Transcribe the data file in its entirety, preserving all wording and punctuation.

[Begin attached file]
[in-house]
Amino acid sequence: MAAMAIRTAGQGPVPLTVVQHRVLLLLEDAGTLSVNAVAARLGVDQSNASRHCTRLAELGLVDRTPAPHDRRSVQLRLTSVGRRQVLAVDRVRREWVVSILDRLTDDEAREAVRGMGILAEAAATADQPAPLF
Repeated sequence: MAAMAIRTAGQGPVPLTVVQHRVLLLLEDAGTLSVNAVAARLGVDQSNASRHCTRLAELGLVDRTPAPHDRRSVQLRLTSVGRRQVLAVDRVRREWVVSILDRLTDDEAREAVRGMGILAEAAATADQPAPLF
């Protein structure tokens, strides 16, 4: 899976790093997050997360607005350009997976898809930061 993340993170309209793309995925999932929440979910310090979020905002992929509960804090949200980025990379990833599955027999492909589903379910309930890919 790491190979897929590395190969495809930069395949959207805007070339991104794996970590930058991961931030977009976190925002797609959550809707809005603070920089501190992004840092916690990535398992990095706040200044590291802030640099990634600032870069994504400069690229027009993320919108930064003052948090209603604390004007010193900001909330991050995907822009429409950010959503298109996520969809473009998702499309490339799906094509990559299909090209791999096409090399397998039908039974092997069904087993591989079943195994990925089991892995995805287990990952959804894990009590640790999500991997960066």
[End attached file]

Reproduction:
[in-house]
Amino acid sequence: MAAMAIRTAGQGPVPLTVVQHRVLLLLEDAGTLSVNAVAARLGVDQSNASRHCTRLAELGLVDRTPAPHDRRSVQLRLTSVGRRQVLAVDRVRREWVVSILDRLTDDEAREAVRGMGILAEAAATADQPAPLF
Repeated sequence: MAAMAIRTAGQGPVPLTVVQHRVLLLLEDAGTLSVNAVAARLGVDQSNASRHCTRLAELGLVDRTPAPHDRRSVQLRLTSVGRRQVLAVDRVRREWVVSILDRLTDDEAREAVRGMGILAEAAATADQPAPLF
């Protein structure tokens, strides 16, 4: 899976790093997050997360607005350009997976898809930061 993340993170309209793309995925999932929440979910310090979020905002992929509960804090949200980025990379990833599955027999492909589903379910309930890919 790491190979897929590395190969495809930069395949959207805007070339991104794996970590930058991961931030977009976190925002797609959550809707809005603070920089501190992004840092916690990535398992990095706040200044590291802030640099990634600032870069994504400069690229027009993320919108930064003052948090209603604390004007010193900001909330991050995907822009429409950010959503298109996520969809473009998702499309490339799906094509990559299909090209791999096409090399397998039908039974092997069904087993591989079943195994990925089991892995995805287990990952959804894990009590640790999500991997960066």